The trial court held that Rex's claims were not irregularities contemplated by Rule 59(a)(1), but rather factual disputes that Rex had adequate opportunity to present to the trial court when TFP filed its claims against him. We agree. Rex admitted to the existence of the promissory notes and his obligations thereunder in his answer to the complaint. We cannot say that his subsequent denial of the same is such an irregularity that it prevented him from receiving a fair trial.(2)

Rex further claims that TFP's counsel's misstatement to the court before the granting of summary judgment that Rex had conducted no discovery was an irregularity requiring reversal of the summary judgment. In his affidavit, in response to TFP's motion for summary judgment, Mr. Mitchell simultaneously served interrogatories and requests for production of documents to determine the amount owing on the notes. The ledger sheets TFP submitted with its reply memorandum in support of its motion for summary judgment were in answer to Rex's outstanding discovery request. Thus, while TFP's statement that Rex had conducted no discovery in its second notice to submit for decision is a misstatement, we see no prejudice and cannot say that it is the type of irregularity that prevented Rex from receiving a fair trial. Thus, we conclude the trial court did not abuse its discretion in denying Rex's motion for a new trial under Rule 59(a)(1).

Under Rule 59(a)(6), a new trial may be granted if the evidence is insufficient to justify the verdict or other decision. See Utah R. Civ. P. 59(a)(6). Rex argues that the evidence introduced by TFP was insufficient to support summary judgment. Rex asserts that TFP did not make an accounting as to how the balances on the two notes were calculated and that the Tebbs affidavit was inadmissible evidence.

"Where the trial court has denied a motion for a new trial [under Utah R. Civ. P. 59(a)(6)], its decision will be sustained on appeal if there was an evidentiary basis for the [trial court's] decision." Child, 972 P.2d at 433 (citation and quotation omitted). There is substantial evidence in the record to support the trial court's decision. As previously stated, before the trial court on summary judgment were the two promissory notes, the Tebbs affidavit, and the ledger sheets. This evidence is not so "completely lacking or [] so slight and unconvincing as to make the [decision] plainly unreasonable and unjust." Id. (citations and quotation omitted). Thus, we conclude the trial court did not err in denying Rex's motion for a new trial under Rule 59(a)(6).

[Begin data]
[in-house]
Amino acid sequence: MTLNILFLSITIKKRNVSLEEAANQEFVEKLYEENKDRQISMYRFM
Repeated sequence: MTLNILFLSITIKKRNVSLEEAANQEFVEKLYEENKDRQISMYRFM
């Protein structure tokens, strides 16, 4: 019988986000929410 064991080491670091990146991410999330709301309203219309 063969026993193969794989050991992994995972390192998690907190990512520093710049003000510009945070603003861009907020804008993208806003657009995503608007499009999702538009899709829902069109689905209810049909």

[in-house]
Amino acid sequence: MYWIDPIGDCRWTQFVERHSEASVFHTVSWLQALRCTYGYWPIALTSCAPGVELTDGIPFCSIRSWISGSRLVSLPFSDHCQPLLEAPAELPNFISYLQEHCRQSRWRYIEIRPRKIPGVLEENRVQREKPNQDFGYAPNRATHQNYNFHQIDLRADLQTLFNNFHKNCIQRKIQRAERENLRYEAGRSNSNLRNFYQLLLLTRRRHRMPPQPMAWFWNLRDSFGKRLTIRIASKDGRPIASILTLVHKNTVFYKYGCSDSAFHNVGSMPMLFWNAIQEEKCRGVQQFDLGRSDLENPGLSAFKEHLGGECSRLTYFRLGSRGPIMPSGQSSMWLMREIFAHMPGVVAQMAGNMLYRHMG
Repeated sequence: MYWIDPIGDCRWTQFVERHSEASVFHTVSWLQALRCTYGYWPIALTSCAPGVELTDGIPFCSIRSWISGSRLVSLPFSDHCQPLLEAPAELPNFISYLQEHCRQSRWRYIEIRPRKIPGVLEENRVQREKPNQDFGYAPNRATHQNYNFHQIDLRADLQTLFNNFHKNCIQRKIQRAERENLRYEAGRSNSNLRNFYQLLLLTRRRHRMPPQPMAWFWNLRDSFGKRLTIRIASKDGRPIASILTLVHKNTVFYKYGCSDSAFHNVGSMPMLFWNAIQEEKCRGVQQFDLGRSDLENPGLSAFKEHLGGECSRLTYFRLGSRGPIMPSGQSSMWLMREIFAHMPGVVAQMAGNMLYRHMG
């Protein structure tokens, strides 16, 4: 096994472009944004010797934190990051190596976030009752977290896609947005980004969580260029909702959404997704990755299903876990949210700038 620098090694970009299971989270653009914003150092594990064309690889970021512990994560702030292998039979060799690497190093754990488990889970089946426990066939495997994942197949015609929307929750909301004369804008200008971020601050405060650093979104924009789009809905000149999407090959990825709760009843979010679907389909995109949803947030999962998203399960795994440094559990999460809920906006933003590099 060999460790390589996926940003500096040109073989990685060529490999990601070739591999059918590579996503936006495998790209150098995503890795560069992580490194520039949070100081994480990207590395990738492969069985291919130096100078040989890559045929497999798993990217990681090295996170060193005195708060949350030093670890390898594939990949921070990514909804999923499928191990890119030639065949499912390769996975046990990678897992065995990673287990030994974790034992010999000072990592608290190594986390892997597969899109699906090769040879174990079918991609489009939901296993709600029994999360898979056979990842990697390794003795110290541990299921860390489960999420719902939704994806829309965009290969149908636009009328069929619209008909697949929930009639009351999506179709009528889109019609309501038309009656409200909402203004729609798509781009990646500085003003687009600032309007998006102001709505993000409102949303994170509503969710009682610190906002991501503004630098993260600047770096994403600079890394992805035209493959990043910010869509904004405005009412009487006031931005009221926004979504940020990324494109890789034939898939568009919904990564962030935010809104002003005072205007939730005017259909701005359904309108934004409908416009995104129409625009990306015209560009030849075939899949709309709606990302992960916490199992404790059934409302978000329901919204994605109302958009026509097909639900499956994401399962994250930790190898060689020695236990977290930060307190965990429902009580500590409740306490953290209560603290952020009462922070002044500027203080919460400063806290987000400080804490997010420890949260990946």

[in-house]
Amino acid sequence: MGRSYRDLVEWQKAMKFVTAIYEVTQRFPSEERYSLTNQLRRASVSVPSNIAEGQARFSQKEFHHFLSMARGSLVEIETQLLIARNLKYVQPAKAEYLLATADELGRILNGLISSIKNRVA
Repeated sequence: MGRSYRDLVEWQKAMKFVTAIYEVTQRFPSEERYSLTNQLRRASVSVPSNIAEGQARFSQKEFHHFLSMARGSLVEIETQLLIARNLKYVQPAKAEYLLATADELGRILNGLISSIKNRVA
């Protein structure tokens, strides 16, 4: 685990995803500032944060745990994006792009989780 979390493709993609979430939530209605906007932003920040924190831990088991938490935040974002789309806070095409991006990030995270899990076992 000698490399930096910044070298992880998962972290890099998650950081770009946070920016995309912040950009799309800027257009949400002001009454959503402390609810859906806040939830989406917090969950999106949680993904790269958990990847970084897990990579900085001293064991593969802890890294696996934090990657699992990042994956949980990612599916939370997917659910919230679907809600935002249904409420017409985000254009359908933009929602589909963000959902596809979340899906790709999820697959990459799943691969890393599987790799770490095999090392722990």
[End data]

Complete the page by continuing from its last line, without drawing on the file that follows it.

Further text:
Rex next argues that the trial court erred in denying his motion for relief from summary judgment under Rule 60(b)(1) and (6) of the Utah Rules of Civil Procedure. We review a trial court's denial of a motion for relief from judgment for abuse of discretion. See Larsen v. Collina, 684 P.2d 52, 54 (Utah 1984). Under Rule 60(b)(1), the trial court may relieve a party from a final judgment for excusable neglect. See Utah R. Civ. P. 60(b)(1).

Rex argues that his prior counsel's withdrawal in the midst of ongoing discovery and a pending motion for summary judgment constitutes excusable neglect because the trial court did not approve of the motion to withdraw, thereby violating Rule 4-506(1) of the Utah Code of Judicial Administration. Mr. Mitchell filed notice of withdrawal on September 28, 1998. TFP submitted a notice to appoint new counsel or appear pro se to Rex on October 6, 1998. The trial court granted summary judgment on January 4, 1999, nearly four months after Mr. Mitchell's withdrawal. Thus, while there was a technical violation of Rule 4-506(1), we cannot say that, in this instance, the same amounted to either excusable neglect under Rule 60(b)(1) or an irregularity in the proceedings under Rule 59(a)(1).

Rex asserts that his prior counsel's failure to file a counter-affidavit stating that the money due under the notes was not in fact due, Rex's failure to retain replacement counsel after Mr. Mitchell withdrew, but before entry of summary judgment against him, and Mitchell's alleged failure to adequately explain the consequences of the motion for summary judgment before withdrawing, constitutes excusable neglect. However, Rex cites no case law in support of his argument.